How to Make a Campfire in 11 Steps

Last updated: January 28, 2019 at 12:18 pm


One of the most magical parts of camping is sitting around the campfire with a beverage in hand, chatting away and – of course – the sing-along that always ensues.
How to make the TV dream become your reality, you wonder? Well, it’s really not as difficult as it might initially seem, especially if you follow our quick and easy steps.

The Secret to a Kickass Campfire

The secret to achieving the desired campfire is two things: surface area and airflow.

To ignite a flame you will need as much surface area as possible so the flame can catch and spread quickly. Paper is perfect for this, as its surface area to volume ratio is extremely high. Although, when people stuff the spaces between logs and branches with newspaper, it usually backfires.

If there isn’t enough air to reach the newspaper to activate its burning potential, it will stifle the fire and do the opposite from what you’re wanting. Oxidation requires a bountiful, steady supply of oxygen to occur in a stable way. Air needs to be able to circulate and reach the flame; in a fire, cool air has to come in from the bottom to replace the hot air escaping from the top.


Another common mistake people make is to blow on fires that need an extra kick, thinking their own oxygen will help the fire grow. Usually you blow too hard and end up putting the fire out. You should blow softly and accurately towards the bottom of the flames, maintaining a steady airstream.

How to Make a Campfire in 11 Steps


Follow these steps for a surefire way to get your campfire going:

1. Check the weather! If the grounds are expected to be damp or wet then you should bring sufficient newspaper, cardboard boxes and lint. Also, this will save you from getting your campfire hopes up if it’s to rain!

2. Find or make a clearing for the fire pit. Ideally, fires should be constructed on bare dirt as it’s the safest and most convenient terrain. If you’re camping in a campsite then make sure to follow the guidelines and use the designated areas, and if you’re camping elsewhere please make sure your fire is away from any flammable woodland debris.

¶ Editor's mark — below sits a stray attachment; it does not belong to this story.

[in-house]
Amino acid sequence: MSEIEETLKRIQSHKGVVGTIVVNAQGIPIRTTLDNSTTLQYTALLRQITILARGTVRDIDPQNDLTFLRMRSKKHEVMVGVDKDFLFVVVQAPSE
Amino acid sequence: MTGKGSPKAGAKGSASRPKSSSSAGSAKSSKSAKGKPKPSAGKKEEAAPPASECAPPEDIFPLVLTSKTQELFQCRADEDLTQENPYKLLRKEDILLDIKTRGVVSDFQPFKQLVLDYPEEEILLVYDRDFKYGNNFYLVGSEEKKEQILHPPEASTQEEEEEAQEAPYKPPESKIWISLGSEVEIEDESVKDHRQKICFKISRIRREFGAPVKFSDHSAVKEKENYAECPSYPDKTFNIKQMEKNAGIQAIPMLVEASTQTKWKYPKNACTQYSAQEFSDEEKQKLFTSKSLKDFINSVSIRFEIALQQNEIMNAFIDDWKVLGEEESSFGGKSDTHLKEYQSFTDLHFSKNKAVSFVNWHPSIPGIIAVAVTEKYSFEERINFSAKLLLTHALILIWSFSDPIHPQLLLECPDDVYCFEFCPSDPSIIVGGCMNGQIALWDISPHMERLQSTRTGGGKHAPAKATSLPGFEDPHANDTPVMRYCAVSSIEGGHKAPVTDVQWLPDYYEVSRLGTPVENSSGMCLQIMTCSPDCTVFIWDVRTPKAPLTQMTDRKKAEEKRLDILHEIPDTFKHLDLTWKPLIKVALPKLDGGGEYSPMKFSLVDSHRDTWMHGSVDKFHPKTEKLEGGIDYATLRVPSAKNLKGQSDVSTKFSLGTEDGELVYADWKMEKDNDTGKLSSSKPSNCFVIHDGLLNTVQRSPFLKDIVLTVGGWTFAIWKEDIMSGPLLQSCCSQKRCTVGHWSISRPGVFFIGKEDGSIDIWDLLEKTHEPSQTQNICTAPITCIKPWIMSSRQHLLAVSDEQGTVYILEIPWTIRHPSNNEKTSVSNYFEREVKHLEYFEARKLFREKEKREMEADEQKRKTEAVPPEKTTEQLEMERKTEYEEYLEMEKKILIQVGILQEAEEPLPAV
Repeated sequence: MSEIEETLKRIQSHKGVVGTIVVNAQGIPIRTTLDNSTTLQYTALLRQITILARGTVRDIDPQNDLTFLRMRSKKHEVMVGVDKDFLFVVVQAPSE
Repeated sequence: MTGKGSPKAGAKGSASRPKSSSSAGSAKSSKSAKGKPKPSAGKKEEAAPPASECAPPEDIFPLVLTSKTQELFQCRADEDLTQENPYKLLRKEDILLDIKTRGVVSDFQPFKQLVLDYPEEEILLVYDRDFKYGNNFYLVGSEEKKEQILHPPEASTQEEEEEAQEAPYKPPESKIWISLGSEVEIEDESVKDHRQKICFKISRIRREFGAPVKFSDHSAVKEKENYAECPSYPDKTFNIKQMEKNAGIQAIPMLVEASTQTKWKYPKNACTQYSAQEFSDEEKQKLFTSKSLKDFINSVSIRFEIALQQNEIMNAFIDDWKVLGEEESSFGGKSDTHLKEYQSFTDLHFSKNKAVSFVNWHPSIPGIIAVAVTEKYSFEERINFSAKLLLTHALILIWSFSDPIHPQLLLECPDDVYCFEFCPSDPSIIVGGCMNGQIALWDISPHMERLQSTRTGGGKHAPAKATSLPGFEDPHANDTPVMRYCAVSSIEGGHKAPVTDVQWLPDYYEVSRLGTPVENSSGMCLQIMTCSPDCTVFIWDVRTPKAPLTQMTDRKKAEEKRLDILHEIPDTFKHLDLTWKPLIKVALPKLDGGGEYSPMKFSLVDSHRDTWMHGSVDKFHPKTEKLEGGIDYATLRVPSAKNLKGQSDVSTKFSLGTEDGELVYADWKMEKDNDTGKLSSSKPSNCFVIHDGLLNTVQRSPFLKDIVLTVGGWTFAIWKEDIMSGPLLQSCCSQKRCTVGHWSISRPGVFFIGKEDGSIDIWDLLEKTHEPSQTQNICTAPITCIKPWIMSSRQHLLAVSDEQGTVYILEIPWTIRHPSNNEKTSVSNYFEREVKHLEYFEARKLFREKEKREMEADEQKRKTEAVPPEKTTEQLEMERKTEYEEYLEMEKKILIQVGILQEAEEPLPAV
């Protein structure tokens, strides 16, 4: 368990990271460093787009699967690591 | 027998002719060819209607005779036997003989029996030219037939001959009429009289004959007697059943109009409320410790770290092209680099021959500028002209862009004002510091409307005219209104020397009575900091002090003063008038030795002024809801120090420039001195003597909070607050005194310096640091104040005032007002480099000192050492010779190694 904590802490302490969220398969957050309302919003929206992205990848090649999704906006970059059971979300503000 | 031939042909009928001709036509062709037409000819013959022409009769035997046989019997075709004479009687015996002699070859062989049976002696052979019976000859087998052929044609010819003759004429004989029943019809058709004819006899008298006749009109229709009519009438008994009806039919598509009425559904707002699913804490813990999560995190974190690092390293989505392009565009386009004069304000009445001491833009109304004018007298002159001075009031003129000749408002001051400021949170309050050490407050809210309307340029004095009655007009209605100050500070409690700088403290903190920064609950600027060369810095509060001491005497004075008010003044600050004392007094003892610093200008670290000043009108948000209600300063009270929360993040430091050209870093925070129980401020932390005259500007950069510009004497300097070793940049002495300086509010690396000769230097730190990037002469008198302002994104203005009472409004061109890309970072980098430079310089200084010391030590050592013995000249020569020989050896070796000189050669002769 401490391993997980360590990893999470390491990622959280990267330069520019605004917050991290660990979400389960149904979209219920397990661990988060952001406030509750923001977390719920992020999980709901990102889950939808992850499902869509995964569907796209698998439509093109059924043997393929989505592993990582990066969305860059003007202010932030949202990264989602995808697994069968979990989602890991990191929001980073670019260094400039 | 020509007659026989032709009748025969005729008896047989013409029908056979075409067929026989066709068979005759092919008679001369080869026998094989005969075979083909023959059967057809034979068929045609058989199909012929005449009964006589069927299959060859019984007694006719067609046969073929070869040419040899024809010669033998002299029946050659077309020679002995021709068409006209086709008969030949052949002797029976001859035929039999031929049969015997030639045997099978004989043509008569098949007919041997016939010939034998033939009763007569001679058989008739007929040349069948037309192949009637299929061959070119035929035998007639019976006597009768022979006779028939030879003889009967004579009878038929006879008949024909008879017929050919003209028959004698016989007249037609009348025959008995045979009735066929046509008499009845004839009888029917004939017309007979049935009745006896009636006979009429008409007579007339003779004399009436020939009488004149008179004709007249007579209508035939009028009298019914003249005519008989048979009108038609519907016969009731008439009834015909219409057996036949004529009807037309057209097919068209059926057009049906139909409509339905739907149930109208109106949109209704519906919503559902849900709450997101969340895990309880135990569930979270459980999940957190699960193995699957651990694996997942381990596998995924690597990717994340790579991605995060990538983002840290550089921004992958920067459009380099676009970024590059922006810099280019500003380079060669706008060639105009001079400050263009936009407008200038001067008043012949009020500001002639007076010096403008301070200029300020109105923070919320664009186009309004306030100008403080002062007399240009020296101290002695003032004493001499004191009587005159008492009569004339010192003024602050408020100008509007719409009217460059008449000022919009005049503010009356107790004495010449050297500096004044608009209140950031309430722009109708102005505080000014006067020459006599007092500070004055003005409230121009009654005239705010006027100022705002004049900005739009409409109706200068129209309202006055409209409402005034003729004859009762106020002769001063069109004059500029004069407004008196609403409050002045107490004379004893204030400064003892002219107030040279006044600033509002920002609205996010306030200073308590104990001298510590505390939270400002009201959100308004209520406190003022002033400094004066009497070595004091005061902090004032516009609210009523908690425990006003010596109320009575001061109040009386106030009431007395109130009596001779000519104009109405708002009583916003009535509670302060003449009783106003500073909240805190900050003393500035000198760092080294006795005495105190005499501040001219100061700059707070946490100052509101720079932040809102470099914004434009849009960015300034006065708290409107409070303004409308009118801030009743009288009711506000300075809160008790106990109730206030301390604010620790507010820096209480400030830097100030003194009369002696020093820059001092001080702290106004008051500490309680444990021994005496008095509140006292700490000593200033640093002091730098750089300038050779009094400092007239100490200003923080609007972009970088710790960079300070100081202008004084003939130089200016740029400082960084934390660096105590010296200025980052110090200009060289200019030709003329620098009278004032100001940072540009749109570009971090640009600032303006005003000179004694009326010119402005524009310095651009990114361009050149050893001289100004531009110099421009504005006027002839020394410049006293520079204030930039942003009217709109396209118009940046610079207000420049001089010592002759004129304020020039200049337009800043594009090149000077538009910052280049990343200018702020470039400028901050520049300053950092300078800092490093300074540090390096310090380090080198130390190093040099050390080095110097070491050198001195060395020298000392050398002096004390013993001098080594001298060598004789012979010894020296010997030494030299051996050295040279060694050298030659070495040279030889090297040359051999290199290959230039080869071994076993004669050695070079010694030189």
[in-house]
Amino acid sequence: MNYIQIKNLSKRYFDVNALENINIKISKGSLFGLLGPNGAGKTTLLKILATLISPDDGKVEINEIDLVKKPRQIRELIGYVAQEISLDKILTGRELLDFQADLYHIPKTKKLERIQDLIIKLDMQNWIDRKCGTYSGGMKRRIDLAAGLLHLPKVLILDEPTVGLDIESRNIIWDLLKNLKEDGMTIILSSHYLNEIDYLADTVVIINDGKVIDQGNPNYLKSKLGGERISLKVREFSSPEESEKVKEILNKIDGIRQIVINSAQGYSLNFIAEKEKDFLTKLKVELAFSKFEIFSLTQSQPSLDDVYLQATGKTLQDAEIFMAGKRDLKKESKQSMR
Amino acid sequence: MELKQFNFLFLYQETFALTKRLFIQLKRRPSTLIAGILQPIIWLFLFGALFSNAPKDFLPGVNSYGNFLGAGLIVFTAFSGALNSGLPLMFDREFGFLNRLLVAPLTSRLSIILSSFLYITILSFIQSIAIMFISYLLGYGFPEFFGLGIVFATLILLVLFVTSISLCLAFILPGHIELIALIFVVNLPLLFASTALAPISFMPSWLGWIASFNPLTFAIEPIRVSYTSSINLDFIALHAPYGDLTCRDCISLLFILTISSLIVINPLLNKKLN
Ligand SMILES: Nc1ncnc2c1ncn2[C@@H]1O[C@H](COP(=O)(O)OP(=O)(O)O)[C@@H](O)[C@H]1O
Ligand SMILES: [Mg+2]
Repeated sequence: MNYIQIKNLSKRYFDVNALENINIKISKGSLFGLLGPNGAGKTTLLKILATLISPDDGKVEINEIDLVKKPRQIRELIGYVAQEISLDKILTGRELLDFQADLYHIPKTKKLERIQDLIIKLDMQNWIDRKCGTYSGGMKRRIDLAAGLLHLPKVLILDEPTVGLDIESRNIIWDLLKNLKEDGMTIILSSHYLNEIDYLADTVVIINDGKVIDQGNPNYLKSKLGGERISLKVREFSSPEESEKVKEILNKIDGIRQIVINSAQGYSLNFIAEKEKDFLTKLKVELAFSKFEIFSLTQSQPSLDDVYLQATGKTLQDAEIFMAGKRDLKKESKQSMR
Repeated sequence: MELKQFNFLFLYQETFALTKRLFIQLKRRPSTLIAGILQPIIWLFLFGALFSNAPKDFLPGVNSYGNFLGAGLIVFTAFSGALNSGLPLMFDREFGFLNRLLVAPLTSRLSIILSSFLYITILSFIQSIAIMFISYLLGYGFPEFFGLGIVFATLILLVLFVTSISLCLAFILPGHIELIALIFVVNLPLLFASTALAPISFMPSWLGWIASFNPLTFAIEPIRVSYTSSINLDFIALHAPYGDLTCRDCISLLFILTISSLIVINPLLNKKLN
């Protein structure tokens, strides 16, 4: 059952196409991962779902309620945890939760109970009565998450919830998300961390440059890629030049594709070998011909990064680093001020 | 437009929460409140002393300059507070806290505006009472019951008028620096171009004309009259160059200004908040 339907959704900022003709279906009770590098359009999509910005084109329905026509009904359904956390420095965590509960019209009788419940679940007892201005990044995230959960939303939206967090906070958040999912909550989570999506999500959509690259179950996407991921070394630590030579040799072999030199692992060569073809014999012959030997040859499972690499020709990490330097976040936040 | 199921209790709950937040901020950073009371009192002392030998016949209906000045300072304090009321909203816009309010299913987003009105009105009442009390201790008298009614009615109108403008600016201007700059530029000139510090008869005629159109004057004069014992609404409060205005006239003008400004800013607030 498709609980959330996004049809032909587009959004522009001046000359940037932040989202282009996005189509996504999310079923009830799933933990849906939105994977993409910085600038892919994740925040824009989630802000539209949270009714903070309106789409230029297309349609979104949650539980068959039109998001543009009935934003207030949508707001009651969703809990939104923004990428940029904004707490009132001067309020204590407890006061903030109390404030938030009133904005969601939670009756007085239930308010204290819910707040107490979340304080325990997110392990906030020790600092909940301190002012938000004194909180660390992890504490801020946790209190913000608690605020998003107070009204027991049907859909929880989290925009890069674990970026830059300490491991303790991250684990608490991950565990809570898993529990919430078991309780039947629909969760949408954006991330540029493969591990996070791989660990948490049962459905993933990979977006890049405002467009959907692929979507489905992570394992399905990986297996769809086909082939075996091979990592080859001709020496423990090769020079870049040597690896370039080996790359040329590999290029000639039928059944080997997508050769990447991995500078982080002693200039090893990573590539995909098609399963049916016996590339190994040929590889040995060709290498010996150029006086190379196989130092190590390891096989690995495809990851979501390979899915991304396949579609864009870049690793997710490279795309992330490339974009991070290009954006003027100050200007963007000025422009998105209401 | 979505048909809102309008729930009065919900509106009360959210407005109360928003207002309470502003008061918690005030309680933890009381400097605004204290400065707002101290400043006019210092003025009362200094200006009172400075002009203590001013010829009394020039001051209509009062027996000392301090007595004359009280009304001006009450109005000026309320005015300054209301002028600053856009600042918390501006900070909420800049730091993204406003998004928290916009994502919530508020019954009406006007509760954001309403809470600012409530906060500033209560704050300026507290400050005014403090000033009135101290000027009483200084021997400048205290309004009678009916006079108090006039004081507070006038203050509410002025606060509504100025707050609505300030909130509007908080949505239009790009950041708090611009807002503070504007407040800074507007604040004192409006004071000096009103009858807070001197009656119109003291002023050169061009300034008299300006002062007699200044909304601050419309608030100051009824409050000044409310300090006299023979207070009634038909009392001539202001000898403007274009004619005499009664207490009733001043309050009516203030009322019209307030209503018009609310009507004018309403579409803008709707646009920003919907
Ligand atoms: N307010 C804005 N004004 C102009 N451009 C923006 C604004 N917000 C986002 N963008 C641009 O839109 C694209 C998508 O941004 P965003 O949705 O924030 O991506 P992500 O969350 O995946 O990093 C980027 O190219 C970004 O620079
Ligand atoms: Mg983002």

3. Dig a large dent into the ground where you’d like to build your campfire. The centre should be the lowest point to allow for the best fire control, and to act as a container of the ashes afterwards.

4. Collect medium-sized stones from the area and position them in a circle around the dent. This will help set a boundary and contain the fire, too!

5. Prepare extinguishing tools and materials – buckets of water, a fire extinguisher – so that you’re protected before the fire starting happens.

6. Gather your tinder and kindling wood and make sure it’s dry and dead. Dry leaves, dry bark, dry glass and any dry bits of wood are perfect to be used as tinder. Kindling wood – that’ll start the spark – will be small dry branches and twigs.

7. Collect your firewood from the area surrounding your pit. These dry pieces of wood should be about the length and width of your arms.

8. Create a bleeding of tinder inside the fire pit, laying it towards the centre.

9. Stack the kindling wood in the shape of a tepee over the tinder – this usually has the best results. Keep adding more until it takes a solid structure and then add the firewood against the pieces to strengthen the tepee. Leave a space in the wind’s direction so air can flow!

10. Lightly douse the wood with a fire-starter or accelerant, like paraffin wax or gasoline. Otherwise, simply light a match or a gas lighter and slowly bring it closer to the tinder until the flame sparks and tinder catches fire.

11. As the fire burns and wood starts to disintegrate, keep adding new pieces of firewood to the fire in the tepee structure to keep it going!

When it’s time to put the fire out, gradually sprinkle water onto it and save the buckets of water or extinguisher for large fires that must be put out immediately. When the fire dies down, use a long stick to mix the ashes and check that all of the embers are dying and put out. Once the ashes have went cold, you’ll know it’s fully out.

Campfire for Cooking


Building campfires for cooking amps up the anticipation even more, knowing that those aching bellies will soon be sorted! Nowadays there are many things to consider before starting one. Caution and respect are key – gone are the days when campfires were taken for granted. Concerns about air quality, restricted areas for camping and fire kindling, and dwindling firewood availability in campgrounds make campfire cooking a little tougher but still very much worth all the effort and carefulness.

Campfire cooking is also downright civilised in our time, with a plethora of possibilities in terms of cooking equipment and hardware that can support the primitive act of cooking over a naked fire.